As for C++, it is a multi-paradigm language, one of which being OOP. The OOP purists often criticize C++ because it's not "pure" enough, or because it allows things that are not part of the OOP "canon", like non-virtual functions, multiple-inheritance, and classes and objects having value-semantics. Not to mention that is hardly anything at all in the C++ standard library that is object-oriented, most of it is generic, procedural, declarative, or DSEL. The only visible by-the-book OOP code in the C++03 standard library involves the std::streambuf base-class, which very few people ever use or deal with. That said, OOP is used a lot in C++, and is one of the main options, but it is rarely used in any kind of "pure" fashion. It's all those things put together (and more) that make OOP purists absolutely furious when discussing C++. That's why they are called "purists" because they see any non-OOP code as blasphemy. And also, a very common technique in C++ is to hide away the OOP code, i.e., encapsulate the use of OOP techniques as an implementation detail, which is another thing that purists can't stand because they proclaim OOP as a great way to build interfaces, which it is not.

And with all that said, I couldn't really tell you what "pure" OOP is, and if any language actually matches up exactly to that definition. OOP, like software engineering in general, has evolved over time and exists in many flavors. You can look at some of the early OOP languages like Simula or SmallTalk. But the important thing is to learn what OOP can offer and how some of its techniques are implemented and used, and what benefit they give. After that, do the same for at least 5-10 other programming paradigms, and you'll be a pretty good programmer then, and you can pick whatever language best suits you in terms of preferred paradigms and application domains (both need to be factored in, and they are inter-related).

Mike can you further elaborate on what DSELs are. I've never come across that term before.

DSEL: Domain-Specific Embedded Language. It's when you create an informal domain-specific language (DSL) inside of a general-purpose language (e.g., Java, C++, D, etc..). This generally involves overloading operators and playing special tricks with the semantics of the objects and classes, which, together, completely redefine the normal semantics of the code and turns it into something more appropriate for the targeted domain, i.e., a domain-specific embedded language.

In the C++ standard library, a small example of that is the IO-stream library, where right and left shift operators take on the semantics of input from and output to a stream, and free functions like std::endl(), std::flush(), or std::setw() now take on the semantic of instructions pushed onto streams, as opposed to things that you call (in the imperative sense).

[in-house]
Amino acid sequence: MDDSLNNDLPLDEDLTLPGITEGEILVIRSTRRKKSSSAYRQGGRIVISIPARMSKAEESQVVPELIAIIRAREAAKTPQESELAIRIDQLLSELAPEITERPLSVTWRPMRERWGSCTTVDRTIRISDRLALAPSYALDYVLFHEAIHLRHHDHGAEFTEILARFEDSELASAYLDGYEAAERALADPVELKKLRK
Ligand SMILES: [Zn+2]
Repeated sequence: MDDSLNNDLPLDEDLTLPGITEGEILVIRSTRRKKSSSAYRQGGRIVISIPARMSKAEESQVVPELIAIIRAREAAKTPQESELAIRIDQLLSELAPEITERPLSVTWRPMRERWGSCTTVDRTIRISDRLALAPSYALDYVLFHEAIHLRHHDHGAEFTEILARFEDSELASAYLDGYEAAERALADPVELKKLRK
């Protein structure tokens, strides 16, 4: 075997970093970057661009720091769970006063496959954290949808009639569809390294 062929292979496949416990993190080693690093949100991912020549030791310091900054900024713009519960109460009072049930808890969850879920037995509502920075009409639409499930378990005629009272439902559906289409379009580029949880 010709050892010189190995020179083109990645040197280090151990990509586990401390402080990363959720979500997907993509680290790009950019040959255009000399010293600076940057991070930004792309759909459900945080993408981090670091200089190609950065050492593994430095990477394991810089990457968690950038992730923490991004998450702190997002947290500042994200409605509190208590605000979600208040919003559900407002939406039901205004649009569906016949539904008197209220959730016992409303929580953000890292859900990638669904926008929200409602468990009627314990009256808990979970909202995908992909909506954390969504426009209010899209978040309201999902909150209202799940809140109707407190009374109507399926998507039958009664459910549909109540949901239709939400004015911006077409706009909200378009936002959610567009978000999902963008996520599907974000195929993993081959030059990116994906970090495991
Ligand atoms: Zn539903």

There are also many other C++ libraries that construct their own little world that looks very alien from normal C++ code, or have a lot of fancy mechanics that do a lot more than meets the eye. For example, a well-known domain-specific language for doing linear algebra and numerical analysis in general is Matlab, well, there are many C++ libraries (including mine to some extent, or also Eigen, or Blitz++) that reproduce a nearly identical language syntax, but as straight C++ (with lots of fancy tricks). Another example is Boost.Spirit, which is a DSEL for writing parsers (and related things) with near-EBNF syntax directly as C++ code (no need to use so-called "compiler-compiler" tools like YACC).

In order to be able to create a DSEL, the host language has to have a number of features, most notably, operator overloading, value-semantics, meta-programming, and a strong static type system. This is why languages like C++ or D are most appropriate for it, others not so much. Writing DSELs can be a very interesting experience, but it's very tricky.

It's when you create an informal domain-specific language (DSL) inside of a general-purpose language (e.g., Java, C++, D, etc..).

Since java doesn't support operator overloading does that not disqualify it from being able to create a DSEL?

Would that qualify as DSEL

No, it just looks like normal C++ code. If you had this expression:


but if instead, it looked like this:


or nearly so, and be compilable by a C++ compiler, and with the exact same output as your original version, then it would be a DSEL. In this case, it wouldn't really be possible given that it uses primitive types, which can't have overloaded operators.

would I have to use operator overloading

I would say that a DSEL does not absolutely require using operator overloading, but it very often does require it. It always depends on the domain, and what kind of pseudo-language you want to create. Operator overloading is just a very powerful way to create a new language within the host language.

The real litmus test for DSELs is "does it look like code of the host language?". If the answer is no, then it is a DSEL. For example, here is a Boost.Spirit example (parser for a comma-separated list of floating-point values):

double_ >> *(char_(',') >> double_)

Does that look like C++? No. It's a DSEL, i.e., a completely different language (still compilable C++ code, if you include the right headers).

Since java doesn't support operator overloading does that not disqualify it from being able to create a DSEL?

I was just listing general-purpose languages. But yeah, Java can't support DSELs, because it just doesn't have the necessary features, like I said, it requires "operator overloading, value-semantics, meta-programming, and a strong static type system", and Java does not have any of these features. That's why I listed DSELs as one of the many paradigms that Java does not support.